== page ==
New York State suffers from some of the highest property taxes in the nation. As the Chair of the Committee on Real Property Taxation, I am committed to working on solutions which will lessen the tax burden on New Yorkers.
As local governments continue to rely on property taxes as their main source of income, New Yorkers are facing sky-rocketing real property tax bills. This is resulting in the very real threat of default on property taxes or forced sale of home for taxpayers across the state.
I have introduced bills to address the high property tax rates in New York State. My circuit breaker bill, A1941, would control property taxes by establishing maximum residential real property taxes in relation to personal household income. Section 1 of this bill amends Section 606 of New York State Tax Law to provide for a real property tax credit based on household income and the percentage that a household pays for all real property taxes.
For the City of New York and the counties of Nassau, Suffolk, Rockland, Westchester, Putnam, Orange and Dutchess households which make $120,000 or less would receive an income tax credit of 70% on property taxes paid in excess of 6% of the household income. Homes with household income ranging from $120,001-$175,000 would receive the income tax credit on property taxes paid in excess of 7%. Households which make $175,001-$250,000 would receive the same income tax credit for property taxes in excess of 8%. Households making more than $250,001 would not receive this income tax credit. For all other counties in New York State the same 70% income tax credit would be available on property taxes paid in excess of 6%, 7%, and 8% but the qualifying income ranges are $90,000 or less, $90,001-$150,000, $150,001-$250,000, and $250,001 and above respectively.
To qualify for this income tax credit, each taxpayer must live in his/her home for no less than five years and the home must be the main residence. Also, residents would continue to be eligible for the Basic and Enhanced STAR exemptions on their school taxes.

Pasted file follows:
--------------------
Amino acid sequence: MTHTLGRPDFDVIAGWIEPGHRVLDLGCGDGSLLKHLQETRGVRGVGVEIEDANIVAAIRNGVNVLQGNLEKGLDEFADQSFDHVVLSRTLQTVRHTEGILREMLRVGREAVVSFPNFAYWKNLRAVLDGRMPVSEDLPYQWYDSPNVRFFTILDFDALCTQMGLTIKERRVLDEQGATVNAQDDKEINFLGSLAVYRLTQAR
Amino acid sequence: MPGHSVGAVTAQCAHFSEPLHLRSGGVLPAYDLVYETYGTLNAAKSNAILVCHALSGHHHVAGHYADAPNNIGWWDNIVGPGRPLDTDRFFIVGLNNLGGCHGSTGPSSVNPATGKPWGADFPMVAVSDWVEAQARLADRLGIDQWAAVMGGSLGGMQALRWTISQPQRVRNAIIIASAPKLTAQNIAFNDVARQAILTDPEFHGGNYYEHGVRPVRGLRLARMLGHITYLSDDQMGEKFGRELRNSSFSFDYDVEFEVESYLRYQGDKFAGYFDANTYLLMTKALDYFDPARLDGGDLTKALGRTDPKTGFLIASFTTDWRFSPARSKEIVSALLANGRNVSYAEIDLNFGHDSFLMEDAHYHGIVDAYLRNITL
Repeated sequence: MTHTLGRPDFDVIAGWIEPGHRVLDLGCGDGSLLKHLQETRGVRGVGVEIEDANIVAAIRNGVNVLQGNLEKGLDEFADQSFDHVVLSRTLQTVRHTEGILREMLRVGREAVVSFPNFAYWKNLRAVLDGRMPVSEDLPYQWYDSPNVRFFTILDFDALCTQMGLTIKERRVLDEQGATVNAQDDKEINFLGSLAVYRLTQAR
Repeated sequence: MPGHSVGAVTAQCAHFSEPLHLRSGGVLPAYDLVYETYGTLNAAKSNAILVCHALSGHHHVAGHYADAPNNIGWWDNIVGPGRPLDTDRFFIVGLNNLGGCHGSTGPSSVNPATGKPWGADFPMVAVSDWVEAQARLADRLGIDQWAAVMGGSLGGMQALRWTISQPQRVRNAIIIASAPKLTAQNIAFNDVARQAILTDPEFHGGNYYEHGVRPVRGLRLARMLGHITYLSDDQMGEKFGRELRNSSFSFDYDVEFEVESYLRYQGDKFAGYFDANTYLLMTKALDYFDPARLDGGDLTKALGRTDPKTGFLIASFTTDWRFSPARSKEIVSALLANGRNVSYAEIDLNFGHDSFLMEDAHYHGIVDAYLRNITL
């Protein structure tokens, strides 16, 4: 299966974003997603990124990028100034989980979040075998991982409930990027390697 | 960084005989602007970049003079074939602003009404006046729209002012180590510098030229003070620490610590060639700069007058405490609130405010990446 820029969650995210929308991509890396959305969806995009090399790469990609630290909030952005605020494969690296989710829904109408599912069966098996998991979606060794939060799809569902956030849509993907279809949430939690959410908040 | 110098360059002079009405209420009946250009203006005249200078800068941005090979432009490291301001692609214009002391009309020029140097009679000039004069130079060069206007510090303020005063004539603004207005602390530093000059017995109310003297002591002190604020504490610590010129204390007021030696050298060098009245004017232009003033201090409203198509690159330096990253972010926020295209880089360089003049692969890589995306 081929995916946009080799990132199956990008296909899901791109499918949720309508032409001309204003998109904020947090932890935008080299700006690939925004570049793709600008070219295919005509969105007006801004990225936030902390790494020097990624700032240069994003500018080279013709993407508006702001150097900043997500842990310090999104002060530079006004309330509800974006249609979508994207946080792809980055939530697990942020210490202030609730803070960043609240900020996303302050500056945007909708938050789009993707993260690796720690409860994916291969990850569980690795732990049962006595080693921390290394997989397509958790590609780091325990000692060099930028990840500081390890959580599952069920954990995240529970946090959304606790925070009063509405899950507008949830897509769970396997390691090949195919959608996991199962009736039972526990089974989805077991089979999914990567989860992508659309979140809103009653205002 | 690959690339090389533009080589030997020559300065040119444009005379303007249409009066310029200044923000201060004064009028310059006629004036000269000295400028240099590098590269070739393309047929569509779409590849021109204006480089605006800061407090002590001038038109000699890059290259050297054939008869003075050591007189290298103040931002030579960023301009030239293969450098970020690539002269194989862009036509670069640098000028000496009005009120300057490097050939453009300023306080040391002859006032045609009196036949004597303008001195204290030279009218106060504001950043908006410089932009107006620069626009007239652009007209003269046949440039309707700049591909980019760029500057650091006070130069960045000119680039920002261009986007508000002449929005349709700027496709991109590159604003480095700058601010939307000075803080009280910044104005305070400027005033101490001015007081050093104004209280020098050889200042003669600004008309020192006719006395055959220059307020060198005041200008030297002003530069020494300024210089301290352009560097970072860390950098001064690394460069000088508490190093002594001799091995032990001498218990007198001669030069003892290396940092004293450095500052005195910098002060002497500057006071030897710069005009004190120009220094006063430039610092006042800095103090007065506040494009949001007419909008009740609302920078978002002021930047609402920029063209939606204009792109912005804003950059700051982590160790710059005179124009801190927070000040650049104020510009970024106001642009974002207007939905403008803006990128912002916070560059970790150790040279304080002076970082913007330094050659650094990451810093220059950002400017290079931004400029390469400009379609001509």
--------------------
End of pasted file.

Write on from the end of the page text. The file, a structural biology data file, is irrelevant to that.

Shared Services Equals Shared Savings
As a way to lessen the burden passed on to taxpayers, many municipalities have entered into shared services agreements throughout New York State. These agreements have resulted in millions of dollars in savings for taxpayers. I have introduced legislation, A6266, which will give school districts more flexibility in providing non-educational services more efficiently by working in cooperation with municipal governments. This bill allows school districts to be included in the types of corporations and districts which are allowed to enter into shared services agreements by amending Subdivision 1 of section 119-o of the general municipal law. The inclusion of school districts in these types of agreements will allow for both the municipalities and school districts to pass on the savings to taxpayers within the school district.
Unfunded Mandates Burden Local Municipalities
All too often the state will impose program and service requirements on local governments without realizing the fiscal impact of these requirements. These unfunded mandates require municipalities, which already are experiencing budget shortfalls due to the recent economic crisis, to rely on property taxes and regressive sales taxes to fund these new mandated services. I have introduced legislation, A5459, which would require the state to include an appropriation to cover reasonable and necessary costs with bills that would have an impact of $10,000 or more on one locality or more than $100,000 in total. The appropriation can be overridden after a public hearing and a three-fifths vote of both houses. The state, with its ability to utilize a wide tax base, is in a better position to fund certain required services. This will shift the burden from local municipalities and allow for the easing of property taxes in a given region.